No surprise, the narrator admits that he is about to go on another tangent. He acknowledges that it's a literary sin to make so many diversions, but he hopes that it will be a guilty pleasure for both himself and the reader.
First, he compares the innovations in battleships to the introduction of gunpowder into the military. Back when gunpowder was introduced, the knights scoffed at it because they were so into the idea of honest manly fighting, swords clashing and whatnot.
Yet the narrator thinks it's possible to acknowledge the value of military innovations without undercutting the virtues of the past. He refers to the old wooden ships as a "poetic reproach" to the new iron ones (4.3).
In his last battle, Lord Nelson, perhaps out of pride and stubbornness, more or less advertised his location on the ship the Victory. If you're a utilitarian (greatest good for the greatest number), then you might condemn such vainglory, and think that maybe if it weren't for his King Kong size ego, Lord Nelson could have saved a lot of lives (not just his own).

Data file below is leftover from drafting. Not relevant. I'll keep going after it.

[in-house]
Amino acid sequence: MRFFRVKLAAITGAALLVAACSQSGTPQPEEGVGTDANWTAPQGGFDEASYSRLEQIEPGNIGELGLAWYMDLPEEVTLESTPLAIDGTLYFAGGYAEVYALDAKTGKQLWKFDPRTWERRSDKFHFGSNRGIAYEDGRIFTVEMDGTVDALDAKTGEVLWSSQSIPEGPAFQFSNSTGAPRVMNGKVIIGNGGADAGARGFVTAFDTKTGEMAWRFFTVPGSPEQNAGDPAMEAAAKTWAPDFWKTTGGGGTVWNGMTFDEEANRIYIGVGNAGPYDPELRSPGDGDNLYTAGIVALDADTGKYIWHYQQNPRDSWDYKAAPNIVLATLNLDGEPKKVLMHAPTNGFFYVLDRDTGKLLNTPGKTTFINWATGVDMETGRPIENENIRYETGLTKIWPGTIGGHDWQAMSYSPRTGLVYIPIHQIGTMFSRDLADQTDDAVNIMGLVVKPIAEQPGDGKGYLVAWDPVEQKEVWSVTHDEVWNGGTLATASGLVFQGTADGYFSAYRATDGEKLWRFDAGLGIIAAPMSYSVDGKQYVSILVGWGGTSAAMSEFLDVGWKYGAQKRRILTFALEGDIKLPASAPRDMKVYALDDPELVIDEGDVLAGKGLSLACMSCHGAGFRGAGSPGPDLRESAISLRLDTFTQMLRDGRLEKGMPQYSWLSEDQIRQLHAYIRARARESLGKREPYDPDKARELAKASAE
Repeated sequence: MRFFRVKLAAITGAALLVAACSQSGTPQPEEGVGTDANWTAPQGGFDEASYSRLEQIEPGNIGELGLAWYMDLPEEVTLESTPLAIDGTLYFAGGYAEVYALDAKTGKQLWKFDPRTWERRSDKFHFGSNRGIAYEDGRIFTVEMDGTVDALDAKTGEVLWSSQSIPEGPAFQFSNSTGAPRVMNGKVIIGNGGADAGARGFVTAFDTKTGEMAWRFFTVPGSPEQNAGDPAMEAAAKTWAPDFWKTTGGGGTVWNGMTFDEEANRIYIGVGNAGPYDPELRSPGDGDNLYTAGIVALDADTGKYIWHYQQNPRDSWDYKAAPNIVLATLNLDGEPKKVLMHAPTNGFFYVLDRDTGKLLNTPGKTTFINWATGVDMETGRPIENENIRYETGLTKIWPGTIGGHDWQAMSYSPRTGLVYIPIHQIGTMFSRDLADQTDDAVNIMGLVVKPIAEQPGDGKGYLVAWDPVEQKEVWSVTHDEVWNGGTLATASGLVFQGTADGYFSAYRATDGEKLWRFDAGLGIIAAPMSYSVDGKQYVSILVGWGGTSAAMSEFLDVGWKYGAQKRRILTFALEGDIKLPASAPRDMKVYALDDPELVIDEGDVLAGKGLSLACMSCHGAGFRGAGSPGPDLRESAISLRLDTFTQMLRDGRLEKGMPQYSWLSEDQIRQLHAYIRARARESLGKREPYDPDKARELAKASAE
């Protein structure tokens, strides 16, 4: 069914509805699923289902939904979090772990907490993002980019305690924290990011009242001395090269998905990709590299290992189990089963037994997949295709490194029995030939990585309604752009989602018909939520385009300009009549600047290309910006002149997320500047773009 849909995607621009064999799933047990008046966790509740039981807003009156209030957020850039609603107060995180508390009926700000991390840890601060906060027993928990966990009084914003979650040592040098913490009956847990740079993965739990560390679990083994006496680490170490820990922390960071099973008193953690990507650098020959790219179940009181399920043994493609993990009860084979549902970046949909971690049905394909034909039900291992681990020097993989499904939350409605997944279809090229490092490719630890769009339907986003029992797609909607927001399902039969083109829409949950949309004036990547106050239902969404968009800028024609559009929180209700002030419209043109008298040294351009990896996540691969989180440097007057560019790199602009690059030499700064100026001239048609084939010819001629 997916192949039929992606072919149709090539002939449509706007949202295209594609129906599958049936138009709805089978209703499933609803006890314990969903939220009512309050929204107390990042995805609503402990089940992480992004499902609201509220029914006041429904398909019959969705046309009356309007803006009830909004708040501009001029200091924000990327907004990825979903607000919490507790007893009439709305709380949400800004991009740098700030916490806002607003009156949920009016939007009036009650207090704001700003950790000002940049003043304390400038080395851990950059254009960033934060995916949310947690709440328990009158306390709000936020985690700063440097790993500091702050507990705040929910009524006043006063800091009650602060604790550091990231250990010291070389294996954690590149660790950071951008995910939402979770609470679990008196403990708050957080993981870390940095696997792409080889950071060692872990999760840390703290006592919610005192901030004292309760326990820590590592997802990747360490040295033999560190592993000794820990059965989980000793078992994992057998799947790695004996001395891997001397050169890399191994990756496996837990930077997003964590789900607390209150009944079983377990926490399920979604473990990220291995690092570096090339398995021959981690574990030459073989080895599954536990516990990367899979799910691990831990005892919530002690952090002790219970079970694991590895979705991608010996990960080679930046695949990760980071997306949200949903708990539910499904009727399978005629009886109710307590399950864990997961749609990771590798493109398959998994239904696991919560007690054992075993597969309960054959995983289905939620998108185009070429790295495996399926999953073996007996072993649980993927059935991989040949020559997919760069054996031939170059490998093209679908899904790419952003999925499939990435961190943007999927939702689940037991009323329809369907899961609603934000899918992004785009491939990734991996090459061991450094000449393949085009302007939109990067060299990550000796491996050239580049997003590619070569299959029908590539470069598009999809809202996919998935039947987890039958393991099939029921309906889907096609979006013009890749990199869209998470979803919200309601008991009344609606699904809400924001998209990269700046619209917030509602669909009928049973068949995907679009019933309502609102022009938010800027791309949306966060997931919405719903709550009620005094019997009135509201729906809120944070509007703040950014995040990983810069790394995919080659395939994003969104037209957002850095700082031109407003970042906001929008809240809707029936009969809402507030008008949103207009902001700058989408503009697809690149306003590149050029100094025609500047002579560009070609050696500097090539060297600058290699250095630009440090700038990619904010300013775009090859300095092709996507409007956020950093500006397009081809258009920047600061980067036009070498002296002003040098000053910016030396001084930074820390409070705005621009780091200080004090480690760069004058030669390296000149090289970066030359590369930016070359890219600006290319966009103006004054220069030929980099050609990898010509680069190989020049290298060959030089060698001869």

Our narrator, though, thinks that the "might-have-been is but boggy ground to build on" (4.5).
He points out that the name "Wellington," the man who won the battle at Waterloo, is not so well known as "Nelson" for the very reason that Nelson was proud and foolish enough not to disguise his whereabouts at Trafalgar. Wellington may have been more circumspect, but he's less famous for it.
Before going into Trafalgar, Nelson wrote down his last will and testament, in which he recounts all his military glories. Again, it's easy to condemn him for having a big head. But the narrator wisely points out that at least Nelson acted out his epic, unlike the poets who simply record the epics of others.